Uber will further be donating $100,000 to Citizens of the Great Barrier Reef to help support conservation initiatives on the Great Barrier Reef, and will match the equivalent value generated from every scUber ride taken.
The unique rideshare service starts on 27th May, and will move to Agincourt Reef, off the coast of Port Douglas in Tropical North Queensland until 18th June.
Heron Island is a small coral cay, based at the southern end of the Great Barrier Reef, that has captured the hearts of David Attenborough and Jacques Cousteau.
Greater than 69 million football fields in size, the Great Barrier Reef is the world’s largest coral reef with an extraordinary range of habitats and species. It has more than 600 different types of coral, 1625 species of fish and more than 1000 islands, making it one of the most complex natural systems on earth.
THIS IS A VIDEO NEWS RELEASE - RED ROBOT LTD ACCEPT NO EDITORIAL RESPONSIBILITY FOR THE ENTIRE CONTENT OR INFORMATION RELATING TO THIS VIDEO NEWS B-ROLL, INCLUDING ALL CLAIMS, NAMES, DATES, SCRIPTS, ADVISORIES AND COPYRIGHTS.
THE END USER ACKNOWLEDGES THAT IN CONTINUING TO VIEW THIS CONTENT THE END USER ACCEPTS THAT RED ROBOT LTD EXPRESSLY EXCLUDES ALL LIABILITY FOR AND SHALL HAVE NO LIABILITY FOR THE CONTENT INCLUDING BUT NOT LIMITED TO THE FOLLOWING:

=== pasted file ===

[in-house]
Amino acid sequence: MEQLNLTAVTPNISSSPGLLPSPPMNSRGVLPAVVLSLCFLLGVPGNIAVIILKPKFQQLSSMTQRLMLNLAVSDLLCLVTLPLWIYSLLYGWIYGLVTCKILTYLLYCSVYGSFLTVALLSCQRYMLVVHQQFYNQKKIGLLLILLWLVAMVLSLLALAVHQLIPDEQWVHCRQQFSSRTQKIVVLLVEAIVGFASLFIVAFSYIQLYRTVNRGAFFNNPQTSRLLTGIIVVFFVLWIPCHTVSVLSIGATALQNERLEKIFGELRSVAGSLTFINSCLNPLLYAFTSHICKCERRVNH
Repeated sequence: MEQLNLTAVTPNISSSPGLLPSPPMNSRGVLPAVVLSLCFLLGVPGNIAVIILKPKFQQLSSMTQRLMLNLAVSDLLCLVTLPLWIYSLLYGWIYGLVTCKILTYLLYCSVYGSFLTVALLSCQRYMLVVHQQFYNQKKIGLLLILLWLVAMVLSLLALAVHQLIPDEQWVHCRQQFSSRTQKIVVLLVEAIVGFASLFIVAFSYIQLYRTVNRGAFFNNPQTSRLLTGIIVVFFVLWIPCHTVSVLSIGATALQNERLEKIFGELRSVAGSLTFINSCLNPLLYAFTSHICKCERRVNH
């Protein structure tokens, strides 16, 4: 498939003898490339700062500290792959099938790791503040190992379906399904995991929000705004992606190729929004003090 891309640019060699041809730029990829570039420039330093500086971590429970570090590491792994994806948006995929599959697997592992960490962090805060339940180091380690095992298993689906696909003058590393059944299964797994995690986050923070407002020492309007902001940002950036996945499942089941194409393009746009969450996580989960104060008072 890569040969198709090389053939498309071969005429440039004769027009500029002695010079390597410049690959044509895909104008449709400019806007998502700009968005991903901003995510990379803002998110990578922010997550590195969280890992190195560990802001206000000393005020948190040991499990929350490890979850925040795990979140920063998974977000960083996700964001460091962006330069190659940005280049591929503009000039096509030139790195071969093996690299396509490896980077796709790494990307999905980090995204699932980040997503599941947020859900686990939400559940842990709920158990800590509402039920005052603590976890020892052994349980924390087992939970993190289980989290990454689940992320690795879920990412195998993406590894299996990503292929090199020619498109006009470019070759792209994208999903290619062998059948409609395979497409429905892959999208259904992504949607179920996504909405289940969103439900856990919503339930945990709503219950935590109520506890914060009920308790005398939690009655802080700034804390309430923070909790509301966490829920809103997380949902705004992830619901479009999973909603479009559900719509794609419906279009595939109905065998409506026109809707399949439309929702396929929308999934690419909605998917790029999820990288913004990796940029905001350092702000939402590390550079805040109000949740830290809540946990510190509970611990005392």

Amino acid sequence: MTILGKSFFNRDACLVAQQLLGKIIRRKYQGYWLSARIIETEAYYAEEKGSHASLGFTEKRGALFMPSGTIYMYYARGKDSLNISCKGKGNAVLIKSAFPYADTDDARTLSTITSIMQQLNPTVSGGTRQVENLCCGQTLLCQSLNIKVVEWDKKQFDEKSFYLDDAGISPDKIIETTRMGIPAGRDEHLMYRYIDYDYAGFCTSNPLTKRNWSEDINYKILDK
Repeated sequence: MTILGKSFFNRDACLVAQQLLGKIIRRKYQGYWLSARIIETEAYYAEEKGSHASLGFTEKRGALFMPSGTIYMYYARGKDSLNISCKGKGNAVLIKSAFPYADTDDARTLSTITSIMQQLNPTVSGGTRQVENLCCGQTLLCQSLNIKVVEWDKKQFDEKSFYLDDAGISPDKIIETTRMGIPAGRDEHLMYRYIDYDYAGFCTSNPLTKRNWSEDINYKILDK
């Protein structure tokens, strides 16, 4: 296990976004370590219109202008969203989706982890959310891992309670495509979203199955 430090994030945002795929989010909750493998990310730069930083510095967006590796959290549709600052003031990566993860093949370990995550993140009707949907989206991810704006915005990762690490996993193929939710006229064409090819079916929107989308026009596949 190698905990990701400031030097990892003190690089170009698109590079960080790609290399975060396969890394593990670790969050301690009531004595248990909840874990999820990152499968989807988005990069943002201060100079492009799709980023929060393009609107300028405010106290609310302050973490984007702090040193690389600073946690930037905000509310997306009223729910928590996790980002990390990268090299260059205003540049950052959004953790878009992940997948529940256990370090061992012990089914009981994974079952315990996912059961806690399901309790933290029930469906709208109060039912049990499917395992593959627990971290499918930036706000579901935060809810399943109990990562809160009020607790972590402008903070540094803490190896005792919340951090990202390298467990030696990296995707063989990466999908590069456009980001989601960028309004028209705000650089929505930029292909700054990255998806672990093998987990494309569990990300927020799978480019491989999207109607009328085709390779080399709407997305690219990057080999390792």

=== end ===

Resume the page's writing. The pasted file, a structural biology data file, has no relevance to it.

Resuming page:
* EDITORIAL CONTENT
* ACCURACY OF REPORTING
* ANY BREACH OF INTELLECTUAL PROPERTY RIGHTS
* TECHNICAL QUALITY
* ANY POST DISTRIBUTION MANIPULATION OF THE CONTENT
* ANY PRESENT OR FUTURE USE OF THE CONTENT FOR ANY PURPOSES NOT INTENDED BY THE DISTRIBUTOR
00:00 Heron Island jetty
00:05 Launch wideshot
00:10 Kate Jones, Minister for Innovation, Tourism Industry Development and the Commonwealth Games in the Queensland Government
“How excited are we today to have a world first on the world’s largest and most beautiful reef. Today we all know that you can see the Great Barrier Reef from space. But from today, you’ll be able to see the Great Barrier Reef from the world’s very first ridesharing submarine experience.”
00:27 Dr David Wachenfeld, Chief scientist, Great Barrier Reef Marine Park Authority